Academic journal article Melbourne Journal of Politics

Mark Latham, the Third Way and the Australian Welfare State. (Articles)

Academic journal article Melbourne Journal of Politics

Mark Latham, the Third Way and the Australian Welfare State. (Articles)

Article excerpt

This article explores the political philosophy known as the Third Way, and its approach to the welfare state. Third Way ideas are seen as a response by social democrats to the global social and economic changes impacting on traditional welfare states. Attention is drawn both to the views of prominent British Third Way advocates such as Tony Blair and Anthony Giddens, and to the campaign by maverick Labor MP Mark Latham in Australia. An analysis of both the positives and limitations of Latham's views and their impact on the Labor Party's welfare policy debate is provided.


Over the past five years, the political concept known as the Third Way has become highly influential particularly in Britain, but also in some other Western countries. Prominent advocates have included the British Prime Minister Tony Blair, the former US President Bill Clinton, and the German Prime Minister Gerhard Schroeder.

Yet, the Third Way remains a highly contested and ambiguous term. Its supporters claim that it is a genuinely new centre-left political ideology which incorporates the best aspects of both social democracy and neoliberalism at a time of global social and economic change. However, its critics (particularly on the Left) argue that it is merely a pale imitation of Thatcherism designed to legitimise British Labour's surrender to global neoliberalism.

This article suggests that the Third Way (as reflected in still-developing British policies) does not constitute a mere repackaging of the Thatcherite agenda. There are significant differences, for example, between Third Way and neoliberal attitudes to inequality, poverty, and welfare spending. Nevertheless, the Third Way does appear to accept more than any other modern centre-left ideology the predominant role of the market in addressing social problems.

The Australian Third Way advocate Mark Latham also favours private, rather than public, solutions to social and economic inequities. In addition, his critique of the existing welfare state and its inadequacies appears to be particularly close to that offered by Australian neoliberal politicians and commentators. Unlike British Third Way advocates, Latham makes little reference to structural causes of poverty and inequality. His intervention appears designed to reinforce the Australian Labor Party's gradual abandonment of traditional interventionist and redistributionist ideas.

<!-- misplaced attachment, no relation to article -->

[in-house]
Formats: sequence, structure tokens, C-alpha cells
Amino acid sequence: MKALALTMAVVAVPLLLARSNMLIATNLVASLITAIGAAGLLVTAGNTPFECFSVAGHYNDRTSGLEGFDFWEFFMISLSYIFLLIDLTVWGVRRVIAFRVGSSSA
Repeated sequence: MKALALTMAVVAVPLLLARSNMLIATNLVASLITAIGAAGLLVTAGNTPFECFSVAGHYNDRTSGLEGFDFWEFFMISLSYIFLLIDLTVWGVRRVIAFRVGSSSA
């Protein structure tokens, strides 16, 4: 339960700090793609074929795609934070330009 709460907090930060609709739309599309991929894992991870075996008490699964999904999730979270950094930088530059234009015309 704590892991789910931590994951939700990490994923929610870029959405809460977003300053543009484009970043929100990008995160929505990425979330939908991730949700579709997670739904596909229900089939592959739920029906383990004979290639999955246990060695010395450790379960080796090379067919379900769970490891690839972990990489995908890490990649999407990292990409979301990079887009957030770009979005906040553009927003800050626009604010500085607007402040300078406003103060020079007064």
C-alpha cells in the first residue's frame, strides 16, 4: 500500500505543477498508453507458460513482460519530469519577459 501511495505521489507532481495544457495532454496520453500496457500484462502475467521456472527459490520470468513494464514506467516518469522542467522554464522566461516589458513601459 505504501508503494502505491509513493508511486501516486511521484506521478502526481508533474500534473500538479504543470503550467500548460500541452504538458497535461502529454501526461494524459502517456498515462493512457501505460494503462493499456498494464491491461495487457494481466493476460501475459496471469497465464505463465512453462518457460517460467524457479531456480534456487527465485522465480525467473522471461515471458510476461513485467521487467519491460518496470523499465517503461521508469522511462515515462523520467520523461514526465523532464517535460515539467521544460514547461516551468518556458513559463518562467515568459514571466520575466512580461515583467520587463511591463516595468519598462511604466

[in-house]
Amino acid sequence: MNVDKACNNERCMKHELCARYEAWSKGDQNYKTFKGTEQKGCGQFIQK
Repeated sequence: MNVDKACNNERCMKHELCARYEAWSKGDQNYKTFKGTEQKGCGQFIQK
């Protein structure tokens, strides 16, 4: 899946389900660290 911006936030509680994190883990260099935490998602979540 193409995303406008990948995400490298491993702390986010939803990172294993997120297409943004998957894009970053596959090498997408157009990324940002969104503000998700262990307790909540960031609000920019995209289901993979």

Traditional welfare states were based on the assumption of stable families and well-functioning, full employment labour markets. Social assistance focused principally on the elderly. Income support for the able-bodied young was designed to compensate for temporary income loss, not to provide long-term benefits (Giddens 1998, 16).

However, since the mid-1970s, advanced welfare states have been subject to on-going cutbacks and restructuring. The so-called crisis of the welfare state was initially prompted by the oil shock of 1973 which led to slower rates of economic growth, government deficits, excessive unemployment, inflation, and high interest rates.

In addition, changing social patterns have confronted the welfare state with new challenges and pressures including: 1) Labour market changes characterised by persistently high levels of unemployment; 2) Changes in family structures characterised by increases in divorce and single-parent families; and 3) The projected ageing of the populations leaving more elderly citizens dependent on government support for longer periods (Leadbeater 1997, 7; Hills 1999, 39-40).

Many commentators refer to a demographic, fiscal, and legitimisation crisis confronting the welfare state (Saunders 1998, 20-31). Consequently, there has been an international trend away from collective and universal principles of social solidarity towards greater individual, family and community responsibility for welfare. One author calls this a shift from a welfare state to a welfare society based on local networks of care (Rodger 2000). …

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